KnowledgePay Blog

Importance of Developing Job Descriptions in Large-Scale Organizational Change

Posted on July 29, 2014 by Chris Kelley Posted in Job Descriptions

Are job descriptions an afterthought in your organization?  If so, you’re not alone.  Too often, when a manager has an opening, there is a panic to develop a job description to fill that vacancy.  A vague job description can create a large pool of unqualified applicants.  Thankfully, an increasing number of organizations are realizing that a good job description can be an effective management tool for increasig accountability and streamlining tasks instead of just recruitment.

As explained in the online video below, job descriptions play a key role in our everyday work environment.  It is important for each employee to have a clear statement of work for their job role in order to be more effective at meeting those goals and objectives on a daily basis.

Process Mapping Job Design



In order to develop effective job descriptions, each job role should be considered in the context of the organization instead of in isolation.  First, to ensure that tasks are not duplicated and that there is clear accountability, we use the principles of Business Process Mapping.  Second, in order to identify the key players for those tasks, we use the principles of RACI, which stands for responsible, accountable, consulting, and informed.
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HR Analytics: Human Resource Professionals Need to Catch Up

Posted on July 7, 2014 by Chris Kelley Posted in Compensation Consulting, HR Analytics, KnowledgePay

HR analytics still seem to be a mystery to some human resources professionals. Although more data is available than ever before due to technology, the HR field lags behind in predicting workforce trends, reducing risks, and increasing returns, according to a Cornell University study.

Is Common HR Analytics Useful? 

The Cornell study reports that HR professionals commonly use metrics such as performance, retention, engagement, and compensation. However, this data merely presents current or past trends. The goal, according to the executive participants, should be to predict and analyze the future.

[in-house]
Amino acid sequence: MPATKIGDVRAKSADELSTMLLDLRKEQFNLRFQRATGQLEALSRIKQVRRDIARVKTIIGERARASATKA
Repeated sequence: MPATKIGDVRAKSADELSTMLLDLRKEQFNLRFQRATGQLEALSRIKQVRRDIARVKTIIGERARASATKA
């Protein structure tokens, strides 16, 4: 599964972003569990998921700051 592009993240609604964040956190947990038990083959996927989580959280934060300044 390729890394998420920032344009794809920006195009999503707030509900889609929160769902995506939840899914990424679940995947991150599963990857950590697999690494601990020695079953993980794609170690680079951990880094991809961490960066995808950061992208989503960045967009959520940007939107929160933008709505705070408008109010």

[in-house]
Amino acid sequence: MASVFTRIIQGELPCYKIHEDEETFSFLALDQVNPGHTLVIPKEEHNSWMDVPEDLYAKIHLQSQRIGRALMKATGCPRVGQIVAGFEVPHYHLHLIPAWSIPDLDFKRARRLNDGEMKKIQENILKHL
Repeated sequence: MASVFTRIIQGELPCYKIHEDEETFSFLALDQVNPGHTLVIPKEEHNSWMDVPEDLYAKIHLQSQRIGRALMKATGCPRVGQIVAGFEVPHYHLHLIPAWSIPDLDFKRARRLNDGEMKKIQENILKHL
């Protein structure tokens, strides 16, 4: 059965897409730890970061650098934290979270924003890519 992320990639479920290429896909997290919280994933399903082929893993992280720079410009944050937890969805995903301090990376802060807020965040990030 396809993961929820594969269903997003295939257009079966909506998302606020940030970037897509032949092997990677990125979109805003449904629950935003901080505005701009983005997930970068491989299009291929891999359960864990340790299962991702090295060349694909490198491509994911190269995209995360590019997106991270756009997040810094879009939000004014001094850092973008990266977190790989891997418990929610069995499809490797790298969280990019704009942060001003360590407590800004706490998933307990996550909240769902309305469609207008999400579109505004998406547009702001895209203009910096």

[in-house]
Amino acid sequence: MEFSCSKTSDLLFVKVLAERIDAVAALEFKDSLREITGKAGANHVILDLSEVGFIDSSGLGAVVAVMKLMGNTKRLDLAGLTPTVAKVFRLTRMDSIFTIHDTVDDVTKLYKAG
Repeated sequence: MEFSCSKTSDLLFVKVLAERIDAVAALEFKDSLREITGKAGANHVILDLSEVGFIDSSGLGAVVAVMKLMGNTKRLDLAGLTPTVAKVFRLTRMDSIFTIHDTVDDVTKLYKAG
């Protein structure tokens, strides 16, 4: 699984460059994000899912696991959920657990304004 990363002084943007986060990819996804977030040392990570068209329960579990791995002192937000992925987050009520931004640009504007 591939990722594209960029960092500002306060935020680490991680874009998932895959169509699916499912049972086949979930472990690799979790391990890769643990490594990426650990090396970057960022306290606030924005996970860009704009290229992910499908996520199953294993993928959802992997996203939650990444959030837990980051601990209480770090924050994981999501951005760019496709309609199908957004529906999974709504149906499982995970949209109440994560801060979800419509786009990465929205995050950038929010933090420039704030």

Yet, a 2014 post entitled, ‘Grab hold’ of analytics or get left behind, HR warned, suggests that the finance, supply chain, and operations functions are leaving human resources in the dust. In fact, Deloitte’s Global Human Capital Trends 2014 report notes that 86 percent of companies have no human resources analytics capabilities, while 67 percent say their skills using the data to make predictions are weak.
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Does Organizational Planning and Job Design Matter?

Posted on April 30, 2014 by Chris Kelley Posted in Compensation Consulting, Job Descriptions, Job Titling, KnowledgePay

The Business Case for a Disciplined Approach to Designing Jobs and Organizational Structures

Jane had been the accounting department’s top performer for 10 years, but three months ago, to her manager’s surprise, she resigned.  Her reasoning?  She was no longer satisfied with the work after a recent reorganization.

So what happened?

The company had gone through some restructuring and layoffs about six months prior because of a slowdown in the market.  Their overall financial position was still very strong, but they wanted to get lean and took the opportunity to downsize.  Unfortunately, while the financial objectives were clear about how many heads to take out of the organization, there was far less clarity around how to most effectively design the new organization and the necessary jobs.